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Thalidomide compensation campaigner receives praise

Thalidomide compensation campaigner receives praise

A man who helped in the battle for victims of thalidomide to receive more compensation has been praised.

Gary Skyner, who himself has disabilities as a result of the drug, went on hunger strike to help persuade the government to give higher sums of money to sufferers.

Responding to the government's move to pay an additional grant of £20 million over a period of three years to the Thalidomide Trust, Liverpool MP Louise Ellman said Mr Skyner played a significant role, the Liverpool Echo reports.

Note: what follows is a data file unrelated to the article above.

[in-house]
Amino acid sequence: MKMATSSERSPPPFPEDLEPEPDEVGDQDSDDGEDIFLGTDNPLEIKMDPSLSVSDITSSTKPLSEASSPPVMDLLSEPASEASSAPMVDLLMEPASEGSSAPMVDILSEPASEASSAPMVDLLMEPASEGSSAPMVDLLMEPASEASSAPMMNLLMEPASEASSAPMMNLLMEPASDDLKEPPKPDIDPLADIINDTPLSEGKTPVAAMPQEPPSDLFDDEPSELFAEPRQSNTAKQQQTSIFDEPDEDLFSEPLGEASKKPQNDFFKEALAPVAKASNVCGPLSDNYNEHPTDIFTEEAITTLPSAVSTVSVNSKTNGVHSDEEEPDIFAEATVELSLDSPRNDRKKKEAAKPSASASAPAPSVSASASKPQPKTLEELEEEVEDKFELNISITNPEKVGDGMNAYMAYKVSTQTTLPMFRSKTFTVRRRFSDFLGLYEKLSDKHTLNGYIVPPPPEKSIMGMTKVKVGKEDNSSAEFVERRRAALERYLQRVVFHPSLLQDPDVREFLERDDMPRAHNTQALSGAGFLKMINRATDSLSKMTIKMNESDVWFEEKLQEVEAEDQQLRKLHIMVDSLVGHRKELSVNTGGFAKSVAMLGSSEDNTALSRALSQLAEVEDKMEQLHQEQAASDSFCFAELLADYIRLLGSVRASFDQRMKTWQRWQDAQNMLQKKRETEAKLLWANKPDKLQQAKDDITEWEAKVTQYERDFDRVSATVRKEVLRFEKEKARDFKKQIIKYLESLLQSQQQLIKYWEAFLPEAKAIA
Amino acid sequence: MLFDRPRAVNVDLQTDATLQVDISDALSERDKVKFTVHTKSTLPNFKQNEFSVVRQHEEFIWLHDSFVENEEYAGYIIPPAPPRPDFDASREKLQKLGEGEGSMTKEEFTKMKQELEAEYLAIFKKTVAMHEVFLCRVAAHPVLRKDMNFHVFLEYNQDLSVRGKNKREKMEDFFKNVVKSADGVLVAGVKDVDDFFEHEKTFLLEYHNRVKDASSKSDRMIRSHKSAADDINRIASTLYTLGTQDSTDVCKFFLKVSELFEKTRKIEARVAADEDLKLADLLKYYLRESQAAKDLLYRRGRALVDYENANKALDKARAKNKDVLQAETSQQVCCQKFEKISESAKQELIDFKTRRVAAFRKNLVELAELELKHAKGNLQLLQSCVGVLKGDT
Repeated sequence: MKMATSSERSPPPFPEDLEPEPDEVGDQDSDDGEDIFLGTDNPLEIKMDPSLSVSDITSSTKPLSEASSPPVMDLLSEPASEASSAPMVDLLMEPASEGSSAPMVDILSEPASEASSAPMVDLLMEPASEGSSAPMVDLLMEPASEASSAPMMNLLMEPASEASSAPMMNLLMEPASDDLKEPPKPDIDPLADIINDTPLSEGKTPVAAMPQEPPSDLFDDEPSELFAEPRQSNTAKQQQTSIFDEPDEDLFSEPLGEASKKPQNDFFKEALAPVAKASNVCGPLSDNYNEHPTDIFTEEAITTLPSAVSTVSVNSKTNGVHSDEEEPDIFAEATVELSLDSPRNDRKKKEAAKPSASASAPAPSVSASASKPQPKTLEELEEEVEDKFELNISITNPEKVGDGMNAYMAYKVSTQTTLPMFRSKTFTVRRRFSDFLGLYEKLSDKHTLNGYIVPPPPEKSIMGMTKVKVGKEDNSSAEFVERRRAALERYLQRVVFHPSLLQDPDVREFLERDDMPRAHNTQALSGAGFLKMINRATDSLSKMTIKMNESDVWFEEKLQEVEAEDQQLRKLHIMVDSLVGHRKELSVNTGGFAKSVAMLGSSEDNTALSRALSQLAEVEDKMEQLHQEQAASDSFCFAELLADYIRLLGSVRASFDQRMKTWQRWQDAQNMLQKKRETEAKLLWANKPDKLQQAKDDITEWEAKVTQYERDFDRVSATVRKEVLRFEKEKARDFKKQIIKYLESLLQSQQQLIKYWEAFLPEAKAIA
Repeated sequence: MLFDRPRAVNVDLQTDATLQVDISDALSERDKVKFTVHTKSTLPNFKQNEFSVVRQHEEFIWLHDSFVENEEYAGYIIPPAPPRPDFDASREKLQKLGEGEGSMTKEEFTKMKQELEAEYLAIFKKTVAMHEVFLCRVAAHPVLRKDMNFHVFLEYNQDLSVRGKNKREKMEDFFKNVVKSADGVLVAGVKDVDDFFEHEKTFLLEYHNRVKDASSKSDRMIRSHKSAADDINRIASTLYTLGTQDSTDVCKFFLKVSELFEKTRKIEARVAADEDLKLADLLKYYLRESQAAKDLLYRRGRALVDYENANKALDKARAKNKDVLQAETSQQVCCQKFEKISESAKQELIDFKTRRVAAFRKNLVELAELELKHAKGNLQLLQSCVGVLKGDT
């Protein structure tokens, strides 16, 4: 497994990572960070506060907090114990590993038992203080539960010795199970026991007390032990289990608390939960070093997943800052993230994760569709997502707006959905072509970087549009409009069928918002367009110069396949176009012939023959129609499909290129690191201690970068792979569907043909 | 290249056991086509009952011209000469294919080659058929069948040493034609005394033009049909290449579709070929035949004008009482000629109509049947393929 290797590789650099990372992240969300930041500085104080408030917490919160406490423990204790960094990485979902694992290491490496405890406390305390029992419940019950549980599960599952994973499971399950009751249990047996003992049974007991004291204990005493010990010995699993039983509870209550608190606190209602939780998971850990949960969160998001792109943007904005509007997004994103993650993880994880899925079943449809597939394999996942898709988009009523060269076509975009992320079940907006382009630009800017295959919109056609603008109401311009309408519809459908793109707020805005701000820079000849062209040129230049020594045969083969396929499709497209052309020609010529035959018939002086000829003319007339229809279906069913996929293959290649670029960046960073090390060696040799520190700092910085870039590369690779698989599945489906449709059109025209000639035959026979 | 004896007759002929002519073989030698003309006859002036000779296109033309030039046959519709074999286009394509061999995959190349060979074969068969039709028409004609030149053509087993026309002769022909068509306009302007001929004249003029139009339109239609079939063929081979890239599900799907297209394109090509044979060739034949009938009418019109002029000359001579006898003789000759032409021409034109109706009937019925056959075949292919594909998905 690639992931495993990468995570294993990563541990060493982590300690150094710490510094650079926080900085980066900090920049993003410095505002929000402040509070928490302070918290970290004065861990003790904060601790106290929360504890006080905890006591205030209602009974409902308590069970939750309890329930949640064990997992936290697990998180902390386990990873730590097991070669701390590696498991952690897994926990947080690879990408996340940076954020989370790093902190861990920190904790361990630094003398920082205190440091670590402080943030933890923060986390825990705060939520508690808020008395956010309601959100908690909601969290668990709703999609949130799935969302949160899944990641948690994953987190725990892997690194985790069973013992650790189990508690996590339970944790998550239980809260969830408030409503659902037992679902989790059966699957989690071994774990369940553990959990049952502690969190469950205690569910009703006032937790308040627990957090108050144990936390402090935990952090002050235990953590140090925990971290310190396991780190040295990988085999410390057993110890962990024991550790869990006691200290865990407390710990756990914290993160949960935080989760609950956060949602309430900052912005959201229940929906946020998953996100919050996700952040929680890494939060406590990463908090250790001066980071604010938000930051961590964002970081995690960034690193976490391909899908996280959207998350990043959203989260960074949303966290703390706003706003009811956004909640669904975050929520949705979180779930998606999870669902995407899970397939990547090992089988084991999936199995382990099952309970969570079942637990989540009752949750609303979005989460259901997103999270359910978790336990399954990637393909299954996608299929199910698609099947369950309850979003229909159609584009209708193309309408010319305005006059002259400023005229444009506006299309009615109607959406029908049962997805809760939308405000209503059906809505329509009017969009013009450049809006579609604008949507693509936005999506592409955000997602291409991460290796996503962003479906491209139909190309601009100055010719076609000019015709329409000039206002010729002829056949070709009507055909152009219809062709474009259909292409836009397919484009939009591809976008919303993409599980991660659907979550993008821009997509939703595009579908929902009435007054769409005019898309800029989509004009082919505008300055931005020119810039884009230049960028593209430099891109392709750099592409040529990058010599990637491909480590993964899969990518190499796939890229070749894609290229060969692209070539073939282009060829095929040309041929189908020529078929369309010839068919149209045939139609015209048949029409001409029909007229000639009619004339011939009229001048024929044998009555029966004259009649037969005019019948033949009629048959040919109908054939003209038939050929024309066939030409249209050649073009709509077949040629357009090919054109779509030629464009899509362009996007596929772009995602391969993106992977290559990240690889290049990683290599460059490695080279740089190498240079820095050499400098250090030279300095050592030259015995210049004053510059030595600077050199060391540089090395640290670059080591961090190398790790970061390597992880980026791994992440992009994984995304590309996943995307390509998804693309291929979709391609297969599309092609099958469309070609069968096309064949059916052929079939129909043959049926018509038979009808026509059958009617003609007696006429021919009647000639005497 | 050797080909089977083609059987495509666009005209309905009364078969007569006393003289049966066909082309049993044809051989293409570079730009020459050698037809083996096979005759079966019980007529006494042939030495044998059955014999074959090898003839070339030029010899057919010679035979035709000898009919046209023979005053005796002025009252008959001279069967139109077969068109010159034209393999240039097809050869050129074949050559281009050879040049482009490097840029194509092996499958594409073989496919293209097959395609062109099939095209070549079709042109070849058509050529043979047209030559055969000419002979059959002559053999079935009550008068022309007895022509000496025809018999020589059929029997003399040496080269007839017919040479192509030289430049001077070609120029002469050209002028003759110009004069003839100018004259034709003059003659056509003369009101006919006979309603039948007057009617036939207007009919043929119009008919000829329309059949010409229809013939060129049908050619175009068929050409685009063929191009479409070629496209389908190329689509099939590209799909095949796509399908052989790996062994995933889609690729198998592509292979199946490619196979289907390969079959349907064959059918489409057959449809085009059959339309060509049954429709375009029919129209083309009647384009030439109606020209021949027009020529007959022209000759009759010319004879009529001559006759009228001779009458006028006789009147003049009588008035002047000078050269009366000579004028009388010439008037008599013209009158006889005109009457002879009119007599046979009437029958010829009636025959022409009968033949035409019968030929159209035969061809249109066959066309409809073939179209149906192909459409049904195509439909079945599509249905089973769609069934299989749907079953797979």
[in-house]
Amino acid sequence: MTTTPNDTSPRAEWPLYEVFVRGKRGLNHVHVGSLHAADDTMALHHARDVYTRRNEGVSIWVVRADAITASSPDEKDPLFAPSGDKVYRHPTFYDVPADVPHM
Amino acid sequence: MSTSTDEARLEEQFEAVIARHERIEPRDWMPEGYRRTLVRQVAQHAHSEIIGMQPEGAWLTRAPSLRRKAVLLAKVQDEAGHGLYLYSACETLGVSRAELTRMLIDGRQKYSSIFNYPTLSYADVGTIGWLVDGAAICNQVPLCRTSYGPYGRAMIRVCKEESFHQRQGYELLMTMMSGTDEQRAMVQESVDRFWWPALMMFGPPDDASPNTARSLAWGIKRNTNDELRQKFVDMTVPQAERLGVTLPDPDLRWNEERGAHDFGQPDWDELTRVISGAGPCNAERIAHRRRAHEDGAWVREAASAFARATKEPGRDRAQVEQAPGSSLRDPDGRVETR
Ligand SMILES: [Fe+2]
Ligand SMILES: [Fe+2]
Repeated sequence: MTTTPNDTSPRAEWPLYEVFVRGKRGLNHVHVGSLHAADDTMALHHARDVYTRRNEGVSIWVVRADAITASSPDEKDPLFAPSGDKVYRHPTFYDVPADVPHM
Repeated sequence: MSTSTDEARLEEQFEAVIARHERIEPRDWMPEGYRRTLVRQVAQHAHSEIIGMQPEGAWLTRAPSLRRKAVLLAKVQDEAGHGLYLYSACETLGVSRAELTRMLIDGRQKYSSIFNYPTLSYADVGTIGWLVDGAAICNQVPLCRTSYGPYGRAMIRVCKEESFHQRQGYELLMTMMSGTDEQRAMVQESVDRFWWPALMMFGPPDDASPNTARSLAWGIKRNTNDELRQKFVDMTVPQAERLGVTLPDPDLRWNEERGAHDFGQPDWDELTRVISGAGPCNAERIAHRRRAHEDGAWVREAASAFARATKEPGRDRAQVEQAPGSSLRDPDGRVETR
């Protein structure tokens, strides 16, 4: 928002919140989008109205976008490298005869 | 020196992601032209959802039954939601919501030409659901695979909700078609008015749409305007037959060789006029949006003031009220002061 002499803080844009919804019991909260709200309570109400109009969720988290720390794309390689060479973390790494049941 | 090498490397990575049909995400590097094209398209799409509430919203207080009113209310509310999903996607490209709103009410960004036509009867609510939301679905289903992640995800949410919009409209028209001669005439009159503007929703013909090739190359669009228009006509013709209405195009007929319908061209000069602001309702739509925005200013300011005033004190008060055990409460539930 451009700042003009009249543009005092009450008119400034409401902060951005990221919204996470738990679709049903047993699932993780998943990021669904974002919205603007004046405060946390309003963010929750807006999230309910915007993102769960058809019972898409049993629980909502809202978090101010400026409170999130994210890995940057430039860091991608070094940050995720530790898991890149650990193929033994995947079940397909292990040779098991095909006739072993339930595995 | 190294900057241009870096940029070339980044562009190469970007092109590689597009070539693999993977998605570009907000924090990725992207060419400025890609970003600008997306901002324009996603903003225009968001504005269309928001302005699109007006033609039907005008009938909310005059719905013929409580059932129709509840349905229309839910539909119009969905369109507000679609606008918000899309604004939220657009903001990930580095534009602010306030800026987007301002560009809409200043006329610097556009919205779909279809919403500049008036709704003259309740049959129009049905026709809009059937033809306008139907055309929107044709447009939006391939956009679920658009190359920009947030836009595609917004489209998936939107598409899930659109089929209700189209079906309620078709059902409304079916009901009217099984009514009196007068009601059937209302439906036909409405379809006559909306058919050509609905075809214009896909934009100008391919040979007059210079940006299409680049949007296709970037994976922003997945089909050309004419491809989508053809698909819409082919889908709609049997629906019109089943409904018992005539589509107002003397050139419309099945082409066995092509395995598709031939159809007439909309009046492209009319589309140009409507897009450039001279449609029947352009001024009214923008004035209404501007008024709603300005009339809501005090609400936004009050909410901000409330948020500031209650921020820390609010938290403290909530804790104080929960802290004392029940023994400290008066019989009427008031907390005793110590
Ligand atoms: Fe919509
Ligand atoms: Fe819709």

She remarked: "I think [Mr Skyner] has played a very important part in this. His hunger strike drew attention to the determination of the campaigners."

Victims of the morning sickness drug thalidomide - which was marketed in Britain from April 1958 until December 1961 - generally have two or four limbs missing.

At present, the Thalidomide Trust is helping 466 people who were born with such problems.